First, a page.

Pincer Grasp Pincer grip Writing for kids

Hands - On Activities to Promote Pincer Grasp

One of the most common issues facing teachers and parents at the start of our children’s education is: 

“How do I get my child to hold a pencil correctly?”.

I know it is a question I asked when my eldest started school. 
What I now know is a large part of handwriting is how your child is holding their pencil while they write. But did you know that the building blocks for a good pencil grasp start when a baby is just a few months old? 
Crazy, isn’t it?! This is why I bang on about developing and nurturing the pincer grip!
Good development of the pincer grip is the secret to getting our children mastering their pencil grip.

So, what is the pincer grip?

The Pincer Grip or Grasp is the hand grasp that develops around the time a baby is 8-10 months old. This grip develops at around the same time a baby is beginning to feed themselves finger foods. The pincer grip is essential for babies to be able to pick up a small item, pinching it between their index finger and thumb and bring it to their mouth.

In order for our children to master a good pencil grasp, they need to have mastered their pincer grip. It’s that simple.
How do we do this? 
Well, it depends on our child’s age.


Encourage Block Play:

Blocks are an incredible versatile toy. Provide your little one with a variety of different textured and sized blocks will encourage them to grasp items with their hands and explore with their mouths.

Introduce Finger Foods and Allow Self-Feeding:

When your baby is ready for finger foods, a great way to promote the pincer grip is simply by providing finger food to bub and letting them practice picking the food up and feeding themselves. 

Encourage Board Books:

Board books are not only a great way to encourage language skills but having your little one practice turning the pages is perfect for building the pincer grip. As your baby gets better at this you can introduce books with thinner pages to further develop this skill.


From around the age of 2, we can really have fun with activities to further develop their pincer grip. Now they are a little older we can introduce smaller items to really challenge their grip and help develop that perfect grasp.
Of course, I shouldn’t have to say but just to be safe, these activities should be monitored to make sure your precious little thing doesn’t decide to eat the items!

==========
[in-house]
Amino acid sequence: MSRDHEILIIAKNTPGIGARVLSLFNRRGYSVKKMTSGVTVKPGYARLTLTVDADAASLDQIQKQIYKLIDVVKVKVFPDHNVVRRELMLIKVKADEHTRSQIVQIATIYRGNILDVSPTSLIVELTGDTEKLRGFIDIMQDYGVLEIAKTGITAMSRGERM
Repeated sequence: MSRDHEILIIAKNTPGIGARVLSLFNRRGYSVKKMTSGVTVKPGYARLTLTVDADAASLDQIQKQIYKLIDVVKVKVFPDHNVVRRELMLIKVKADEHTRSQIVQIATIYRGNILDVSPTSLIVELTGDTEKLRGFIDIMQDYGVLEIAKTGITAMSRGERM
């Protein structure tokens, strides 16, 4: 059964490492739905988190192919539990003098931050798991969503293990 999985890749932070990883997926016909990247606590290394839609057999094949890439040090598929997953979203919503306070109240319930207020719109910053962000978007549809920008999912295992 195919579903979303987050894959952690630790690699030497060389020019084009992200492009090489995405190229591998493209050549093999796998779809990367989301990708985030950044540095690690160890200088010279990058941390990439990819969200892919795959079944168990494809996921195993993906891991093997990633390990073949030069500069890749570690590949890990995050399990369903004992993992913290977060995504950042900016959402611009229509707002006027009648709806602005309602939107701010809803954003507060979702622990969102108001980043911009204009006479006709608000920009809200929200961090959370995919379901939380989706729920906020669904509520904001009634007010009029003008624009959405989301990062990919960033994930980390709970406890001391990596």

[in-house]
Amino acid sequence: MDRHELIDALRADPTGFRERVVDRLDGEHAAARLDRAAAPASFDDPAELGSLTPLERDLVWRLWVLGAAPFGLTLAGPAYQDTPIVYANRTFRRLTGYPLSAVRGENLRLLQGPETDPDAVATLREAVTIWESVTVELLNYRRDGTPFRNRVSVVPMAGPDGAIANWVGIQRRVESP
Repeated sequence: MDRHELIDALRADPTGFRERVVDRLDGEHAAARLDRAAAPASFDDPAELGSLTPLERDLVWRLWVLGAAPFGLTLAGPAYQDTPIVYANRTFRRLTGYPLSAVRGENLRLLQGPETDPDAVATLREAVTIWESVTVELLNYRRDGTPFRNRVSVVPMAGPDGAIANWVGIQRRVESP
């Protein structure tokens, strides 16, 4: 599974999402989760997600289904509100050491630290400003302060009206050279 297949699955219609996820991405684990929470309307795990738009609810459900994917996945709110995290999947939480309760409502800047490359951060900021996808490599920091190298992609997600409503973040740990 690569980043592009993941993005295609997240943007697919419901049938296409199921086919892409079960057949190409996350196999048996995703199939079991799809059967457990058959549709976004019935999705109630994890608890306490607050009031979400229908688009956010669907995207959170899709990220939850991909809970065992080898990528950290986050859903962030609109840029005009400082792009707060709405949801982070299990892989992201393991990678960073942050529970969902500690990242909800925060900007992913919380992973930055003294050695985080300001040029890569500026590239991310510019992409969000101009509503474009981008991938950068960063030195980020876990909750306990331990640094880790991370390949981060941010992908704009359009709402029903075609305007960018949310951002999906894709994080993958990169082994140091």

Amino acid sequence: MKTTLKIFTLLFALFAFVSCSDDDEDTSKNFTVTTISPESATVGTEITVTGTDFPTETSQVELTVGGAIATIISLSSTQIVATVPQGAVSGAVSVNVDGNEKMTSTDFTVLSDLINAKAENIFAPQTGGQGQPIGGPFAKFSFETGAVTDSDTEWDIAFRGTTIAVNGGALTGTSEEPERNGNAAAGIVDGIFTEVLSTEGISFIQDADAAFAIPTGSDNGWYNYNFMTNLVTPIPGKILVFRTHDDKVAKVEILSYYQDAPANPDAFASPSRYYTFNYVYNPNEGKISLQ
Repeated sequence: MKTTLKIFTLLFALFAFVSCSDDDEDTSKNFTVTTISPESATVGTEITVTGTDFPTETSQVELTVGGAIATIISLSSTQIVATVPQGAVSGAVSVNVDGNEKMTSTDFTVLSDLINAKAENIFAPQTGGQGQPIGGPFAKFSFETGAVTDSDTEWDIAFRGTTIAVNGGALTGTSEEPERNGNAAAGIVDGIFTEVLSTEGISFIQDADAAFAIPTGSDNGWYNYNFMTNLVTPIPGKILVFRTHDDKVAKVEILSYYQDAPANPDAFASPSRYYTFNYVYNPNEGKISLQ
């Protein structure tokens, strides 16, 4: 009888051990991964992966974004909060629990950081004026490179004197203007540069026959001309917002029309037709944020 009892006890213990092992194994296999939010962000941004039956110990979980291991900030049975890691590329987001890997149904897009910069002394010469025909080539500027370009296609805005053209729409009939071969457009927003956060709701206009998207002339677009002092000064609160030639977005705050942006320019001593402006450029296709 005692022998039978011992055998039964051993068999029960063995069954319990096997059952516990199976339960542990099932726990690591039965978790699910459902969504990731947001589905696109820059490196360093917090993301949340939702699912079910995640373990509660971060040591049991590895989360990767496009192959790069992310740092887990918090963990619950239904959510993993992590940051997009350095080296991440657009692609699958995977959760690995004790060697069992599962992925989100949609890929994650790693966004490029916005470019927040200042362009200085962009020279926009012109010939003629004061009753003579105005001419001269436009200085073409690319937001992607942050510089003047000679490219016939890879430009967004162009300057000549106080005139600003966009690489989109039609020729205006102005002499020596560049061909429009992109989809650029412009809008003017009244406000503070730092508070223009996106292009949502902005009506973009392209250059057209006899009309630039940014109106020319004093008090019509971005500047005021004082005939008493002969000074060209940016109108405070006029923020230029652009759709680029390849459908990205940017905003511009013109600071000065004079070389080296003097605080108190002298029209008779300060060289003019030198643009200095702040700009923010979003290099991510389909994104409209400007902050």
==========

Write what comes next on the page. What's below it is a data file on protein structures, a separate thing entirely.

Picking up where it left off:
Pom-Pom Fun:

Pom-poms are so fun, and I don’t know a kid around that doesn’t love them. You can simply get kids to transfer them from one container to another or you can get them to practice their grip during a craft project.
Pom-Poms are also great to help with learning colours and counting.

Play with Tongs:

Tongs are an incredible tool to add to the toy box. You can use tongs alongside the Pom-Pom activity for moving Pom-Pom’s from one container to another or you can have them pick up pretty much ANYTHING!  Tongs are a great way to get that pincer grip closer to the right grasp for pencil holding. 

Peg Board Fun:

I might be biased, but one of the biggest reasons why I chose to create peg boards was because the impact playing with them had on developing the pincer grip. Pinching each peg and placing it into its little hole not only encourages and develops the pincer grip, it also helps with develop fine motor skills and you can also do some colour recognition as well! 

Early School Age:

By this stage, we hope our kids are mastering their pencil grasp, but it isn’t uncommon for some to still be working towards a good pencil grasp.
Some great activities to help them are:

Playdough Fun:

Playing with play dough (or slime if it isn’t banned in your house like it is in mine!) is a great way to promote the pincer grip. You can create lines, shapes, animals, numbers for them or encourage them to create their own designs.


Playing with Beads:

Stringing beads is a harder skill since it requires both hands to be pinching at the same time (one holding the string and one holding the beads). This makes it an excellent activity for both hands to be coordinated. Toddlers can also practice this using larger beads and thicker string such as a shoelace or yarn.

Marble Transfer:

This one is a more grown-up version of the Pom-Pom activity. You can even take it to the next level by creating marble runs.

Encourage Stickers:

Yes, I know! Am I crazy? Well, duh! But hear me out!
Peeling stickers off their page and sticking into a book is a great way to develop the pincer grip. This one is a great activity when you are on the go too, as they can peel and stick in the car, at the café or wherever you need 5 minutes peace!  

I could go on and on forever here. Honestly there are so many activities that help to develop and support the pincer grip. Even board games!!
I will say our Peg Boards are an incredible tool and asset in the development of the pincer grip and do grow with your child. We have little ones all the way to primary age playing with our pegboards. And because there are no rules, kids can free play and use their imagination to their hearts content! All while sneakily building their pencil grip!! Win win Mums & Dads!!
If you would like to get your hands on one of our incredible high-quality wooden peg boards, simply click HERE to view our ever-expanding range.
Back to blog